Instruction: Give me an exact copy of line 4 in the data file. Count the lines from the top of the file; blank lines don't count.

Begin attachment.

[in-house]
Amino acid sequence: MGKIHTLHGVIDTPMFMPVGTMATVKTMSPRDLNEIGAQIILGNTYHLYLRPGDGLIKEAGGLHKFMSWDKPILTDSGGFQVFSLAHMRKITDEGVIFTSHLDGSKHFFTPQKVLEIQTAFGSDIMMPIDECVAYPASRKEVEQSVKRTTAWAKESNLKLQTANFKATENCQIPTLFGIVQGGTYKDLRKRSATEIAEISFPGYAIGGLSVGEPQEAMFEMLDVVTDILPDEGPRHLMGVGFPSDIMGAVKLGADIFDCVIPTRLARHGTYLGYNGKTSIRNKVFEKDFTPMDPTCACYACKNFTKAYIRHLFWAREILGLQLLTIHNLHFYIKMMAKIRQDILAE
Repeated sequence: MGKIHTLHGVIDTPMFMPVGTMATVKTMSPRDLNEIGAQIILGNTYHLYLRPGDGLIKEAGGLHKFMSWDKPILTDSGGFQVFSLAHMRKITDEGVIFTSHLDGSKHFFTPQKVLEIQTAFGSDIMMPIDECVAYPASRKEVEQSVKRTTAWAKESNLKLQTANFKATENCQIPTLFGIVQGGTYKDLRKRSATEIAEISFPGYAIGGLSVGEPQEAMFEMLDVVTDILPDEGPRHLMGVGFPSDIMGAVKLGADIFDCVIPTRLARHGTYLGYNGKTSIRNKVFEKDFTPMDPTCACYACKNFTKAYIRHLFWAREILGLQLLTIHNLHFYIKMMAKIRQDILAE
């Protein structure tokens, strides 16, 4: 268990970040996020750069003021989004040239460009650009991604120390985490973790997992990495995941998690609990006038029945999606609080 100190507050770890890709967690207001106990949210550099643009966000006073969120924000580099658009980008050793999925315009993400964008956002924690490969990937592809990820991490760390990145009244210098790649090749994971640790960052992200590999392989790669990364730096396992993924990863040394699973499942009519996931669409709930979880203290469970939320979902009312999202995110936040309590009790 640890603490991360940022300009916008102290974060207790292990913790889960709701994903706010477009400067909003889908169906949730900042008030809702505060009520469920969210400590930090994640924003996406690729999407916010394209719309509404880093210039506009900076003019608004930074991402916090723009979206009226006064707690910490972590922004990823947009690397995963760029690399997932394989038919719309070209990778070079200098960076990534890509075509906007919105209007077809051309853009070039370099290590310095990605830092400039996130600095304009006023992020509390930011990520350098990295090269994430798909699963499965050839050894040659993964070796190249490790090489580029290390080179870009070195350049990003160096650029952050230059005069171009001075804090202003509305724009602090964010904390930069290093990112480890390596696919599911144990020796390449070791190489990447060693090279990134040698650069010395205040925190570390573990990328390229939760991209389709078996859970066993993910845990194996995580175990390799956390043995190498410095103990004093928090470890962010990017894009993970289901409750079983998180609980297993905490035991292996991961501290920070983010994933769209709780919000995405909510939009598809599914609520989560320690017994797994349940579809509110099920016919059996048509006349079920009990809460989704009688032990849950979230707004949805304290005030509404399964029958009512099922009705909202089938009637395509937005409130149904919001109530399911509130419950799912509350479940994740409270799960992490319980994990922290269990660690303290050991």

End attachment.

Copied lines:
């Protein structure tokens, strides 16, 4: 268990970040996020750069003021989004040239460009650009991604120390985490973790997992990495995941998690609990006038029945999606609080 100190507050770890890709967690207001106990949210550099643009966000006073969120924000580099658009980008050793999925315009993400964008956002924690490969990937592809990820991490760390990145009244210098790649090749994971640790960052992200590999392989790669990364730096396992993924990863040394699973499942009519996931669409709930979880203290469970939320979902009312999202995110936040309590009790 640890603490991360940022300009916008102290974060207790292990913790889960709701994903706010477009400067909003889908169906949730900042008030809702505060009520469920969210400590930090994640924003996406690729999407916010394209719309509404880093210039506009900076003019608004930074991402916090723009979206009226006064707690910490972590922004990823947009690397995963760029690399997932394989038919719309070209990778070079200098960076990534890509075509906007919105209007077809051309853009070039370099290590310095990605830092400039996130600095304009006023992020509390930011990520350098990295090269994430798909699963499965050839050894040659993964070796190249490790090489580029290390080179870009070195350049990003160096650029952050230059005069171009001075804090202003509305724009602090964010904390930069290093990112480890390596696919599911144990020796390449070791190489990447060693090279990134040698650069010395205040925190570390573990990328390229939760991209389709078996859970066993993910845990194996995580175990390799956390043995190498410095103990004093928090470890962010990017894009993970289901409750079983998180609980297993905490035991292996991961501290920070983010994933769209709780919000995405909510939009598809599914609520989560320690017994797994349940579809509110099920016919059996048509006349079920009990809460989704009688032990849950979230707004949805304290005030509404399964029958009512099922009705909202089938009637395509937005409130149904919001109530399911509130419950799912509350479940994740409270799960992490319980994990922290269990660690303290050991």